Giant Fungi?

O Timothy! Guard what was committed to your trust, avoiding the profane and idle babblings and contradictions of what is falsely called knowledge—by professing it some have strayed concerning the faith. Grace be with you. Amen.

(1 Timothy 6:20-21) NKJV

Pseudoscientific stupidity can be quite breathtaking. What you call science we call pseudoscience because nothing in this video is a testable hypothesis. It’s pure narrative.

Prototaxites is a genus of terrestrial fossil organisms dating from the Late Silurian until the Late Devonian periods, approximately 420 to 370 million years ago. Prototaxites formed large trunk-like structures up to 1 metre (3 ft) wide, reaching 8 metres (26 ft) in height, made up of interwoven tubes around 50 micrometres (0.0020 in) in diameter. Whilst traditionally very difficult to assign to an extant group of organisms, current opinion suggests a fungal placement for the genus. Recent discovery of what are likely algal symbionts makes it a lichen, rather than a fungus in the strict sense. Lichens are classified with the fungal not the algal component, and the main tubular cells of Prototaxites are most like those of the fungal phylum Glomeromycota.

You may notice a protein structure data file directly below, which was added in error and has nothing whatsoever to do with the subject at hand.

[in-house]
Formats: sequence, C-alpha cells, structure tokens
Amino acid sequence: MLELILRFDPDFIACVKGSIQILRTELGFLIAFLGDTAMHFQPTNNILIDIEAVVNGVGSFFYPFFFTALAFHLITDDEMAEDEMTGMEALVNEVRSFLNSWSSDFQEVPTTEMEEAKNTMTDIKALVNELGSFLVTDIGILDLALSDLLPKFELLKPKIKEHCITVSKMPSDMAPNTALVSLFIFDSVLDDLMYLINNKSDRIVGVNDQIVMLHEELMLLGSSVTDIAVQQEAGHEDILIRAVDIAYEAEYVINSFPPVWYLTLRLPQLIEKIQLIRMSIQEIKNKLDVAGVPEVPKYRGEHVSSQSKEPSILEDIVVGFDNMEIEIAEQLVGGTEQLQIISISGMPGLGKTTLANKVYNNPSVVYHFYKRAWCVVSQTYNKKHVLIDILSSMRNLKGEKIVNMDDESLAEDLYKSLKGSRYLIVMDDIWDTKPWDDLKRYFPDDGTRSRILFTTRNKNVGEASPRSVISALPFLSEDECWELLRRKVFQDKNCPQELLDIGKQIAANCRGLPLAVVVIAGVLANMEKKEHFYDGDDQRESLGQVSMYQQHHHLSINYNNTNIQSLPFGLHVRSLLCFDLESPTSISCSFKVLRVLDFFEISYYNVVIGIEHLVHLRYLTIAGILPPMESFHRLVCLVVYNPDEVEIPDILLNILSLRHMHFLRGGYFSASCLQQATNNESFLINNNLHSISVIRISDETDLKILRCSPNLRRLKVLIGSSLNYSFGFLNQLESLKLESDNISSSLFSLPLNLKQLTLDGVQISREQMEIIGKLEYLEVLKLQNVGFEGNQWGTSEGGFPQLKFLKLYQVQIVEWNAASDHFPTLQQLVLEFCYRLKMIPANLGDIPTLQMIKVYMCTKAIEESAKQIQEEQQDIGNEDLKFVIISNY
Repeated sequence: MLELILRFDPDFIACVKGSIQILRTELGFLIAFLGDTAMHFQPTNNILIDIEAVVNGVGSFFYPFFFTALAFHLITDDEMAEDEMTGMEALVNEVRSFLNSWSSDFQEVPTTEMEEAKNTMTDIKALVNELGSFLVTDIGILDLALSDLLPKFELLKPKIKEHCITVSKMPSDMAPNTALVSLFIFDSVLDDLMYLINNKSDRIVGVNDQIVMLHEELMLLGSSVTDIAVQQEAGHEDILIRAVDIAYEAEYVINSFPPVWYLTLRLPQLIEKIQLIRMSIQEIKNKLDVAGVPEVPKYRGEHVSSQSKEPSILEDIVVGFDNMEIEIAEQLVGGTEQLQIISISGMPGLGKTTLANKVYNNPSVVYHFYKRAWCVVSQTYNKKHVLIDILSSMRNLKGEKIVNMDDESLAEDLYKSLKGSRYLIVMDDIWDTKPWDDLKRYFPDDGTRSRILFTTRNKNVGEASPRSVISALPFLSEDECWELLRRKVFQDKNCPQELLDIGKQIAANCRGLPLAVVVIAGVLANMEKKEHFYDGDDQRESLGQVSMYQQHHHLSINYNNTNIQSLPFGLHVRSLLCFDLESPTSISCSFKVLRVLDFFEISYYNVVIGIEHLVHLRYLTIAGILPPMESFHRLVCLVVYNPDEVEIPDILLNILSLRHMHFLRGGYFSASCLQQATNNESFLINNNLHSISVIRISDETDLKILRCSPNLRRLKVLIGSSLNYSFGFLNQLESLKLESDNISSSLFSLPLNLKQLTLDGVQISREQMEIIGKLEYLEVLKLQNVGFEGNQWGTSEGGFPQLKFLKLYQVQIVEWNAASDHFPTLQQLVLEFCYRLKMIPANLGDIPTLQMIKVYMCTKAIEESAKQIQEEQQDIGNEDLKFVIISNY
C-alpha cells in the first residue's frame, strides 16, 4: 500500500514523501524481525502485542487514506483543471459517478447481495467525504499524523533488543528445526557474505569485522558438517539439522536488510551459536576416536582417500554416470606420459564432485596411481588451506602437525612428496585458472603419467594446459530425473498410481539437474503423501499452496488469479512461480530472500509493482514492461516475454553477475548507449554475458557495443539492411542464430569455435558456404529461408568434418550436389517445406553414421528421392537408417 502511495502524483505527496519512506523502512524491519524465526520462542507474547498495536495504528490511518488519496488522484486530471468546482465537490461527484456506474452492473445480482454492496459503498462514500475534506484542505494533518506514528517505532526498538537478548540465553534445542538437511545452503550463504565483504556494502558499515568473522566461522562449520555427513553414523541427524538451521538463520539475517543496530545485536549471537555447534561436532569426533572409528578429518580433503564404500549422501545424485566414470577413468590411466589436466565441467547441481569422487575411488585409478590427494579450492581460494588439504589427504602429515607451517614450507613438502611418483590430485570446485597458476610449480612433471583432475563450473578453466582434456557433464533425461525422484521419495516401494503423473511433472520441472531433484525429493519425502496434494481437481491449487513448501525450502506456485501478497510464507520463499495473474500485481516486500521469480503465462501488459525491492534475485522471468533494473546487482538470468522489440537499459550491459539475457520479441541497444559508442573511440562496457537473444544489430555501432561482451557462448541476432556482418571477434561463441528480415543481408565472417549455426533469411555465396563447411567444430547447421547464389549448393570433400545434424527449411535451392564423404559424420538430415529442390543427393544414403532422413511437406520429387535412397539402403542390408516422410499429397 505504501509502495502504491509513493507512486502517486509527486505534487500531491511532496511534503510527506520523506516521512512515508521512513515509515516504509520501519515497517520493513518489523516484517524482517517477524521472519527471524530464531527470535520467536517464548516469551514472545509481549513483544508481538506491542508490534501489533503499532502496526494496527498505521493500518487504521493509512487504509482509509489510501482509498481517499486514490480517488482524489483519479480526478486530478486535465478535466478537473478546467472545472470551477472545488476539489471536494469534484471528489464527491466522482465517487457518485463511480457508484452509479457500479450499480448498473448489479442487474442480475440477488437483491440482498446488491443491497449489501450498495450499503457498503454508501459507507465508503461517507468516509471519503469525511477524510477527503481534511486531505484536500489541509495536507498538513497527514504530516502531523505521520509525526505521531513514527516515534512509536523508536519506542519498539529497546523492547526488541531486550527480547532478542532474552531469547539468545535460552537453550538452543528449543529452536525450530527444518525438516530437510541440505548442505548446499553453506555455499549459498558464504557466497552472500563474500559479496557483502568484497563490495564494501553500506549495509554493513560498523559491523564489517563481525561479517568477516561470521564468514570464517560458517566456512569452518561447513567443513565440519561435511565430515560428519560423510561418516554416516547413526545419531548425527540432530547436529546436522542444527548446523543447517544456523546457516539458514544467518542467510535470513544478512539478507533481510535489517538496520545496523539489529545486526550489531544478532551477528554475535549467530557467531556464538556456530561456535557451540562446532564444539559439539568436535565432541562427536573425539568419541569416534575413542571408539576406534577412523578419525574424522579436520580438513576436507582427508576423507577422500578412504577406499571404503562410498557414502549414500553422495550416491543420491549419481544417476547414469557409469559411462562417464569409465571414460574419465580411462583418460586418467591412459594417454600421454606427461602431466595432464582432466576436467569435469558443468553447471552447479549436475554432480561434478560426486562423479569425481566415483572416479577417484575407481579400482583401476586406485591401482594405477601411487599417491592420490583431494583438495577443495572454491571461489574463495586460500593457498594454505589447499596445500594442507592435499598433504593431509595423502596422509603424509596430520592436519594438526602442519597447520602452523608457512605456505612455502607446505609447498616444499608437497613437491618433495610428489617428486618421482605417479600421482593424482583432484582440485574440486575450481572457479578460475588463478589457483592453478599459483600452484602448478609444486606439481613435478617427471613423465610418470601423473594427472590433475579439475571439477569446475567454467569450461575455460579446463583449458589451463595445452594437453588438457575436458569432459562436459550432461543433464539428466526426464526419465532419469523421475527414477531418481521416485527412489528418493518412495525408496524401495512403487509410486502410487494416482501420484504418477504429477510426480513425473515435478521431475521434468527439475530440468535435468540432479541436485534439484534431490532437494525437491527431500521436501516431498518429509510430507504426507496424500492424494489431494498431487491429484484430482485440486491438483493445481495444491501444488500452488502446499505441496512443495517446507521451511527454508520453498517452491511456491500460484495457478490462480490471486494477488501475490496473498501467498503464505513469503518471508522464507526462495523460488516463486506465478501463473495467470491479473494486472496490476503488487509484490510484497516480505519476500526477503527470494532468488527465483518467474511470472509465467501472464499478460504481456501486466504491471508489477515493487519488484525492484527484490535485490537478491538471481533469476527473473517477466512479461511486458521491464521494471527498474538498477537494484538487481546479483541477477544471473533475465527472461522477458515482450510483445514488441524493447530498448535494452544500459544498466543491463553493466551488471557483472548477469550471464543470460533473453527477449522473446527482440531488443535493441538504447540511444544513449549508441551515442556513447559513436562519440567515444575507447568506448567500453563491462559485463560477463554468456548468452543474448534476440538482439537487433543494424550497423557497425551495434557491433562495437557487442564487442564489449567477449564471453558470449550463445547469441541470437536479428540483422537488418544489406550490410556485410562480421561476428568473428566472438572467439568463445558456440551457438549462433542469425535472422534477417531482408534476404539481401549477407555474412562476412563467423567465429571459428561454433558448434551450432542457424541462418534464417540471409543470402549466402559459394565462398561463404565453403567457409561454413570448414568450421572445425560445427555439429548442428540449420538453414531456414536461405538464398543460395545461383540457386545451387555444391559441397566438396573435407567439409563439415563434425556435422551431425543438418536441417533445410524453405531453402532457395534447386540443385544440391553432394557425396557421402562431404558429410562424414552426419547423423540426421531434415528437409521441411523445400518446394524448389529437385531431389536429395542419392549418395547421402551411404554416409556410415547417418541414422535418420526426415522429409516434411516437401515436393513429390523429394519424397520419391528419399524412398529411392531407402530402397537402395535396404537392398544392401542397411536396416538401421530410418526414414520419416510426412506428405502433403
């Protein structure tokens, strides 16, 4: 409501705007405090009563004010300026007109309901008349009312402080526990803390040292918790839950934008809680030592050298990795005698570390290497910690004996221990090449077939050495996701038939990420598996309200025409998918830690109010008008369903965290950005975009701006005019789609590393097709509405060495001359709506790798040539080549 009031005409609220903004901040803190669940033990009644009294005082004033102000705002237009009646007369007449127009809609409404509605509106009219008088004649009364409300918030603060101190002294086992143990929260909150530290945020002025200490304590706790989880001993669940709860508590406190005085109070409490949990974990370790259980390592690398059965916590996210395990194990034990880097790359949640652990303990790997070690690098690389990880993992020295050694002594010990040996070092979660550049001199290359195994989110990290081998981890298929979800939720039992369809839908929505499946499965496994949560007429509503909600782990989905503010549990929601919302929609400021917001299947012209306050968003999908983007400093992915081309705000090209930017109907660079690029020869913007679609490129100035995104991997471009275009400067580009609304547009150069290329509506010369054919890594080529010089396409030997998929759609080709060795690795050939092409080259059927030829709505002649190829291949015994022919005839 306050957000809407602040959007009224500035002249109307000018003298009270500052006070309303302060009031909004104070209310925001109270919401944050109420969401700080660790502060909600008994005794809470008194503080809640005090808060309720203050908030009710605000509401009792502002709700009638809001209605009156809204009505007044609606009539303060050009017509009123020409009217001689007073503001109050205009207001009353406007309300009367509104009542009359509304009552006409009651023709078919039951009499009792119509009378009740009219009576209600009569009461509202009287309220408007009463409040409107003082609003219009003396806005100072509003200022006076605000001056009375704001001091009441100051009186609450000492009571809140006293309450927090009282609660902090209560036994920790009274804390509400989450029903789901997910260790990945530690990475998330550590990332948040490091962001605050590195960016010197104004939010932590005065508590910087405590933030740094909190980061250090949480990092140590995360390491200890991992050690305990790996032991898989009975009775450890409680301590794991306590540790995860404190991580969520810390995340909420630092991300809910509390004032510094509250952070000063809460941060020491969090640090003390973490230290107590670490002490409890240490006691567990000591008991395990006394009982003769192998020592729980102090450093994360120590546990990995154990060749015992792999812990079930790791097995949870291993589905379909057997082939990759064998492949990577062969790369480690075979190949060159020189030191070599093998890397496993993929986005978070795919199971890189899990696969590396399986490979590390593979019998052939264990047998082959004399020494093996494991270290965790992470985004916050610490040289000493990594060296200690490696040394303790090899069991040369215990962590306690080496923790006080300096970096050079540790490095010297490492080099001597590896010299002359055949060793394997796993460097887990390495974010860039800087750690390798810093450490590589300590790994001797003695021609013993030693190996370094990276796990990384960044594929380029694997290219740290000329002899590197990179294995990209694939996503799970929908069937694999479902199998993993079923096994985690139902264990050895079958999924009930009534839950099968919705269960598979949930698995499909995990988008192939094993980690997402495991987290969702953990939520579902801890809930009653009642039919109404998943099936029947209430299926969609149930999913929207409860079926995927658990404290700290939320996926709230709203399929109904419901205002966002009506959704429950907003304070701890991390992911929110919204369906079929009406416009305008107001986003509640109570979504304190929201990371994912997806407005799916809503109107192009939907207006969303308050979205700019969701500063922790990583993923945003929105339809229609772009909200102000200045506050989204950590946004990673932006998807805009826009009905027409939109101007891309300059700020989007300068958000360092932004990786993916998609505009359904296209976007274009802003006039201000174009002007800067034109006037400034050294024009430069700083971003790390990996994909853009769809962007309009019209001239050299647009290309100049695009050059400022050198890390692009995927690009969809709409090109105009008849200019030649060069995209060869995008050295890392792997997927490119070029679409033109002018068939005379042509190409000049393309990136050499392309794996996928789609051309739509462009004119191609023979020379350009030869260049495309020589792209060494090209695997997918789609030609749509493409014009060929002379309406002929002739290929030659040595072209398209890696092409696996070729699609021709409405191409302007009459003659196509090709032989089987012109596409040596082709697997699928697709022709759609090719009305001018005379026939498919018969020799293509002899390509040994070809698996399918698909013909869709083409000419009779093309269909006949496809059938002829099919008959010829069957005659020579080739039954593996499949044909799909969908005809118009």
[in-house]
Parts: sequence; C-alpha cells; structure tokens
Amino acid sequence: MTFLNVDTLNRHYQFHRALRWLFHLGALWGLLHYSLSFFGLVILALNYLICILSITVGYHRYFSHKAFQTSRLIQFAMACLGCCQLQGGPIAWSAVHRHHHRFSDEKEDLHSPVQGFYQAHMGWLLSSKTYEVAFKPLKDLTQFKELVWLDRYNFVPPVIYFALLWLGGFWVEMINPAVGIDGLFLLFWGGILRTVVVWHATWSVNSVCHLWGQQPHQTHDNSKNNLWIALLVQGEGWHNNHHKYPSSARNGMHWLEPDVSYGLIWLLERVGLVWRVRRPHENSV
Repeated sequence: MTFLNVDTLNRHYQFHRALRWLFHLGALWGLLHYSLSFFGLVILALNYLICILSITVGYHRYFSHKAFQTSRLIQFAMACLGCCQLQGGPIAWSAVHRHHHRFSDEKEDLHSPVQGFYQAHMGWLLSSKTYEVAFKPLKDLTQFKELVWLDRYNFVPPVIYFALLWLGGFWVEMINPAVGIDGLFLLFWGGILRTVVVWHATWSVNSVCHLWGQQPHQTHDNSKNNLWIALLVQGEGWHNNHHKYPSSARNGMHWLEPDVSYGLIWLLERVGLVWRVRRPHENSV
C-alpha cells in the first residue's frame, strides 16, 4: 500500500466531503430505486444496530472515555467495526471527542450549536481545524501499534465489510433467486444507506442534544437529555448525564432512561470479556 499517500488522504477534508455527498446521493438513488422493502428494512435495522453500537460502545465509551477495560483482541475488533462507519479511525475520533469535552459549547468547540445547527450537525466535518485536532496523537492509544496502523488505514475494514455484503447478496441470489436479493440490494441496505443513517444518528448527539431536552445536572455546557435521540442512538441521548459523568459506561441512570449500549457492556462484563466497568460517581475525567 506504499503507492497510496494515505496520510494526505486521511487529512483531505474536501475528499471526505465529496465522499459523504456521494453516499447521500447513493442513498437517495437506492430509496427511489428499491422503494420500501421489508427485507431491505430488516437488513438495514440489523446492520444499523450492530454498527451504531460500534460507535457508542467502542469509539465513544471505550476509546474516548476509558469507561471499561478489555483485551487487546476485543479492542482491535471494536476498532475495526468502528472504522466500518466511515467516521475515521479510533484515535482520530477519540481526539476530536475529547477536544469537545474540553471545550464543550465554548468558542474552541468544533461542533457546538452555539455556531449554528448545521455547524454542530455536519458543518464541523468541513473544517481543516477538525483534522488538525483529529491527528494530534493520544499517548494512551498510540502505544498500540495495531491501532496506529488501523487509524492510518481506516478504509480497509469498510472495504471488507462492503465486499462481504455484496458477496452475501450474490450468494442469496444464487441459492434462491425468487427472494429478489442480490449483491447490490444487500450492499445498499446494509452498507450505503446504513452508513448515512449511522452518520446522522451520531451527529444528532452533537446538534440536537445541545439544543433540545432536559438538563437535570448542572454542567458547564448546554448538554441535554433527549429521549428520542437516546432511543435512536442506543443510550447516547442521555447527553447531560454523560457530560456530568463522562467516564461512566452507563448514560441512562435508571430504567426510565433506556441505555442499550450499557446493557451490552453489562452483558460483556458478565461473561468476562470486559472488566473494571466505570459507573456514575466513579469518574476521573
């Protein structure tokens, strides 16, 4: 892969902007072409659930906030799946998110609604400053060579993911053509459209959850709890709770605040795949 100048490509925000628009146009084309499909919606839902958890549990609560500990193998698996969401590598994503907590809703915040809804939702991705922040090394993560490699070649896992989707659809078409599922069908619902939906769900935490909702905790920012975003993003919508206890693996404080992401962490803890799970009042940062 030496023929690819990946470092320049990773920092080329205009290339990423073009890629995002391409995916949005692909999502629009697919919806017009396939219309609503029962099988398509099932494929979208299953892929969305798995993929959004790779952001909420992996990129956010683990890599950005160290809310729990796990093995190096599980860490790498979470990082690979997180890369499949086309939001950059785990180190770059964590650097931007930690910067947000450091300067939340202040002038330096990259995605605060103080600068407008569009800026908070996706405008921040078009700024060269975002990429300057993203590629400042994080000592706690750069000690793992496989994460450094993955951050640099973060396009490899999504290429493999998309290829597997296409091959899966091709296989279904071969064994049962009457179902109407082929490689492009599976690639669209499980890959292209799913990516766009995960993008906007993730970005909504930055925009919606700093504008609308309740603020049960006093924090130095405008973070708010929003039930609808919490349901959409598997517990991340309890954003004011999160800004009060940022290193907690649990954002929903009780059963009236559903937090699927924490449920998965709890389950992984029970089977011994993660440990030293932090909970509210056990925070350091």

Prototaxites /ˌproʊtoʊˈtæksᵻˌtiːz

Prototaxites was originally believed to be a Yew tree infected with a fungus but over time it’s been reclassified as either a fungus or a brown algae type organism.

The thing that’s odd is that it’s the size of a Yew tree but has internal structure like a mushroom.

It couldn’t have lived on land.

In spite of its name, which suggests Gymnosperm affinities, Prototaxites has turned out to be a colossal fossil enigma.

– Wilson N. Stewart, Paleobotany and the evolution of plants.

We believe that Prototaxites lived in the aquatic zero-G environment of the first day, and it was deposited in sediment at the creation of gravity on the second day. It should be attributed to the Precambrian.

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